Apr 1, 1981

Previous exposure to glucose enhances insulin and suppresses glucagon responses to arginine in man

Acta diabetologica latina
U AdamsonS Efendić


The effects of previous exposure to glucose on the insulin, glucagon, growth hormone and blood glucose responses to subsequent stimulation with L-arginine were investigated in normal man. During control conditions (i.e., after 120 min of saline infusion), the i.v. administration of arginine enhanced the release of all three hormones and caused a small and transient rise in blood glucose. When arginine was preceded by i.v. glucose during 0-60 min, followed by a 'rest period' of 60-120 min, the insulin release induced by the amino acid was further enhanced, glucagon and GH release were unaffected and blood glucose depressed below control levels. When arginine was preceded by a small oral glucose load (0.5 g/kg) the initial insulin response to arginine was augmented, the initial glucagon response was slightly but significantly depressed and blood glucose lowered while the growth hormone response was unaffected. (1) a near-physiological intake of glucose increases insulin and depresses glucagon secretion evoked by amino acids resulting in increased glucose disposal; (2) the modifications of the insulin and glucagon responses constitute separate components in the feed-back regulation of glucose homeostasis.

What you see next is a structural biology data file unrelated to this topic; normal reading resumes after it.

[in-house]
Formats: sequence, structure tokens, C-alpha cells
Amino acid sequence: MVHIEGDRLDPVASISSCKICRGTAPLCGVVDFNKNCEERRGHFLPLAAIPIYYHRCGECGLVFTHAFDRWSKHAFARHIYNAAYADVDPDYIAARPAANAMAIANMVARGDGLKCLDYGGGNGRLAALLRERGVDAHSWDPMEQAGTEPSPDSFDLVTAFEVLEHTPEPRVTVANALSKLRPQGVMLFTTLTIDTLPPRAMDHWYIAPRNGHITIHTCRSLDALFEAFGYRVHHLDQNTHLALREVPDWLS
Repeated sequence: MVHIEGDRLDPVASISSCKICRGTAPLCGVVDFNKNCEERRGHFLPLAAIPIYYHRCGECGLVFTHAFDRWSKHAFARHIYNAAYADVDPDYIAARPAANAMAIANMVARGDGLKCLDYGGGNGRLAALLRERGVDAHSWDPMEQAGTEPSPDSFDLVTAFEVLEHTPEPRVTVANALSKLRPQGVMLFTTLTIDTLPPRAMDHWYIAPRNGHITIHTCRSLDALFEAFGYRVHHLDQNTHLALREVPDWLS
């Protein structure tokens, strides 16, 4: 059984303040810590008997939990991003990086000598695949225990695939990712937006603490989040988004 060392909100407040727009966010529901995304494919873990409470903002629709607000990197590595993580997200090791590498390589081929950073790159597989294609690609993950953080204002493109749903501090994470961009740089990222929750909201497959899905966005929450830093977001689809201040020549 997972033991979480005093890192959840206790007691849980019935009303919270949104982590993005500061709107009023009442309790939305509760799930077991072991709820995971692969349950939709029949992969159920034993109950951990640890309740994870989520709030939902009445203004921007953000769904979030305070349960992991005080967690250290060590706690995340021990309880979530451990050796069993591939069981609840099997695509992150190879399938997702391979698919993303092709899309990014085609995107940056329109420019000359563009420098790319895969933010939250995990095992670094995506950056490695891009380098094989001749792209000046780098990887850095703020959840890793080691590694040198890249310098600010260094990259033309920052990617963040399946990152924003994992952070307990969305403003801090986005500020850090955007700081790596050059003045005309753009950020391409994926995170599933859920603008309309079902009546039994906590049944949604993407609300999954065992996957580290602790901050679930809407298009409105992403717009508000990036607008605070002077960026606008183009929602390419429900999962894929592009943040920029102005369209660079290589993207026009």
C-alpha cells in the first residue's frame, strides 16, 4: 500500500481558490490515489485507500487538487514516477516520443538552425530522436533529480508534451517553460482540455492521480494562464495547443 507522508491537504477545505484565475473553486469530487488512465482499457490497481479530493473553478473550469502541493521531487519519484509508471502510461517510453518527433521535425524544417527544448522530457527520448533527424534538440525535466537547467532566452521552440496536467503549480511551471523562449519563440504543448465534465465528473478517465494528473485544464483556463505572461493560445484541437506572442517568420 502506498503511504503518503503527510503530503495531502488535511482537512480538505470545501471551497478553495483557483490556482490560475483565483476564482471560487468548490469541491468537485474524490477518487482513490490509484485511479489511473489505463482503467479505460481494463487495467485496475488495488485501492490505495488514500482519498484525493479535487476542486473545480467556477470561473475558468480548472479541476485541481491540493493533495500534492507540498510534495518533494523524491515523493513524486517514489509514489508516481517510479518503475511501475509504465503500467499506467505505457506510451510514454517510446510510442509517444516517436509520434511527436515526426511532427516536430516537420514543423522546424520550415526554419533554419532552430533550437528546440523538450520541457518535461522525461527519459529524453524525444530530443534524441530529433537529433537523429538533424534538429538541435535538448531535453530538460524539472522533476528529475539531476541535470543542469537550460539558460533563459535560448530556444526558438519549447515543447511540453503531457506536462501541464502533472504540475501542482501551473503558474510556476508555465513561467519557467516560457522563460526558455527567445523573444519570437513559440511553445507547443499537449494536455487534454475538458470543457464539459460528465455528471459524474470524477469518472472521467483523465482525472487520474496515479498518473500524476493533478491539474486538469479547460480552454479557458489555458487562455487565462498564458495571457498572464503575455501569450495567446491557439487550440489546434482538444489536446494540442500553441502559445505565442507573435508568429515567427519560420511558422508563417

Mentioned in this Paper

Arginine hydrochloride
Glucagon (rDNA)
Growth Hormone Activity
Depressed - Symptom
Site-specific Telomere Resolvase Activity
Amino Acids, I.V. solution additive
Glucagon Secretion
REST gene
Insulin B Chain

About this Paper

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